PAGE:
OP-ED: Whims of destiny
The preliminary rounds are over. The Champions League is just around the corner. The world’s most prestigious clubs tournament is about to start. The two Spanish powerhouses Real Madrid and Barcelona, winners of the last three editions (Real in 2014 and 2016 and Barça in 2015), are the top favorites, but challengers from four different countries will give them a tough fight.
Three of them (France’s Paris Saint-Germain, England’s Manchester City and Germany’s Bayern Munich) have changed their respective coaches, looking for the bright orchestra conductor that would play the perfect symphony.
Despite the constant successes achieved in the league, the French champion fired local Laurent Blanc and hired Spanish Unai Emery, who coached Sevilla to three consecutive Europa League championships. The same happened in Manchester, where good results were not enough for Chile’s Manuel Pellegrini to keep his job. City acquired another Spaniard: Josep “Pep” Guardiola, whose place in Munich was given to veteran Carlo Ancelotti. The Italian is one of four managers who have coached two different teams to win Europe’s Champions League (A.C. Milan and Real Madrid).
The fourth challenger is Italian giant Juventus, which has won La Lega’s Serie A five years in a row, the last two under current coach Massimiliano Allegri. To comeback to Europe’s soccer summit Juventus paid during the summer 90 Million Euros (more than 100 million dollars) to acquire Argentinean forward Gonzalo Higuian from Napoli. The striker set a record for the Italian Lega delivering 36 goals last season, showing he will be amongst Europe’s prime scorers this season.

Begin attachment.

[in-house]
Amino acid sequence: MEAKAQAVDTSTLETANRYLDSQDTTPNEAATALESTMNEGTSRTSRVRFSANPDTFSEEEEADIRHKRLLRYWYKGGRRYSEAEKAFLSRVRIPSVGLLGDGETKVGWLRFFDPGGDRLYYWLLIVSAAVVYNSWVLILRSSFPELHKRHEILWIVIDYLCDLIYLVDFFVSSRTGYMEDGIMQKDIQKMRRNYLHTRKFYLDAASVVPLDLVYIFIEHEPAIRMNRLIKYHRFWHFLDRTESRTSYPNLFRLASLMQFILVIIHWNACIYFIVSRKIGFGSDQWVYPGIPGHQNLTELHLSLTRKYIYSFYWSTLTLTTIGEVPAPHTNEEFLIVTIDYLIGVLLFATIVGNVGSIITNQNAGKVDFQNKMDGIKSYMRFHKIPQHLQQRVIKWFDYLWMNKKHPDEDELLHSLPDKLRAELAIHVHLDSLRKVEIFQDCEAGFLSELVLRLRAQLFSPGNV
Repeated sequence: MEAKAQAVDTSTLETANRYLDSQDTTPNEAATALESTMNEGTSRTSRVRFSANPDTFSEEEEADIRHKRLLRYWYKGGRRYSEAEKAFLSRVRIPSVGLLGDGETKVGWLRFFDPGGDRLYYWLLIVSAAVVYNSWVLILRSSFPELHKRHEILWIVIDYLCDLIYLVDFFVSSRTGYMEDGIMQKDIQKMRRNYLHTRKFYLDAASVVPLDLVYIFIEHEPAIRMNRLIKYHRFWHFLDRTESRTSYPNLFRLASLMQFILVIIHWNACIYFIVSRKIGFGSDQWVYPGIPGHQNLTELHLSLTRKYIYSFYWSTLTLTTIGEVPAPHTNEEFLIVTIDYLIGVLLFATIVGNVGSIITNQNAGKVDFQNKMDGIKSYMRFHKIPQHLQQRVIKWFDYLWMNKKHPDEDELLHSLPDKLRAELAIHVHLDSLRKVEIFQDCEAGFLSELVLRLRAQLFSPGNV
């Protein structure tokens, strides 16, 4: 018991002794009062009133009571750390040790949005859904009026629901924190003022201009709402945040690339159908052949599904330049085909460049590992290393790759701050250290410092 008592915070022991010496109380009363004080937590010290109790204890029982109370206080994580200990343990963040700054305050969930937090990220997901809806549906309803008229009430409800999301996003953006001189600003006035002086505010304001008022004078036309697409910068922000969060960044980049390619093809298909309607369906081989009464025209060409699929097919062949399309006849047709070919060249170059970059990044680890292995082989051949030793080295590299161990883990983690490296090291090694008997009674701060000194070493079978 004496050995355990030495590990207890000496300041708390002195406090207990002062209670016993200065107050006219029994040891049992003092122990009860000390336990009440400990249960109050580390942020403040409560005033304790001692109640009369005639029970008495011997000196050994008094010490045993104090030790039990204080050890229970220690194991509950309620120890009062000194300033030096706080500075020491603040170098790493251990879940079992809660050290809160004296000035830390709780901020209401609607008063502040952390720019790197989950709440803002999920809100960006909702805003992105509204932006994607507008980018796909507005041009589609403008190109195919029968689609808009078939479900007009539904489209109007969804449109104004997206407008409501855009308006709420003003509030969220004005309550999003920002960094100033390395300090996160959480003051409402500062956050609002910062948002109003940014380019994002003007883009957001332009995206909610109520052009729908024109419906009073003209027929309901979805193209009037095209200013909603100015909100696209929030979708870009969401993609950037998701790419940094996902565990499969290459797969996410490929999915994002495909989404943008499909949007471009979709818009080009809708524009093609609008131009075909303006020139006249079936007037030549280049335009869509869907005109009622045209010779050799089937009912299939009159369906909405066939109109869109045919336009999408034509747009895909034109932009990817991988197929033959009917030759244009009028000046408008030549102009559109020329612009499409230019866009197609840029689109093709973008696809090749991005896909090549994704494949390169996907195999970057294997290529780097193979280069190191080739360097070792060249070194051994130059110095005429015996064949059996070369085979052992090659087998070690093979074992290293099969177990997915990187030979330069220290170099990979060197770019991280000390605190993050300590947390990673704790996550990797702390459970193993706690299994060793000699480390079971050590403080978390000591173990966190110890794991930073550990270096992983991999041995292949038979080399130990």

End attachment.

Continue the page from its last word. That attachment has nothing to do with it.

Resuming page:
The Champions League is formed by two stages. First the 32 participating teams are divided into eight groups of four each. This phase finishes before Christmas with the top two teams from each group advancing to the knockout round. The second stage is filled with thrilling games with the winners of home-and-away matchups staying in the tournament and the losers going home in dramatic fashion.
Although the group stage is generally comfortable for the top teams, whims of destiny play tough times for some clubs in the draw. For example, this year Barcelona will not have an easy path to the knockout round. The Spanish champion is in the group of dead with Manchester City, tough Borussia Monchengladback from Germany and Celtic Glasgow which is always hard to beat before its loyal Scottish home crowd.
The contests between Barça and City are going to be very interesting, mainly the one in which the English club will travel to Barcelona (October the 19th) guided by Pep Guardiola, the coach that planted the seed that stills makes Barça play the most beautiful soccer in the planet. Besides Guardiola other former Barcelona members who work now for City include Chief Executiver Officer Ferran Soriano, Soccer General Manager Aitor “Txiki” Begiristain, forward Nolito and Chile’s goalkeeper Claudio Bravo.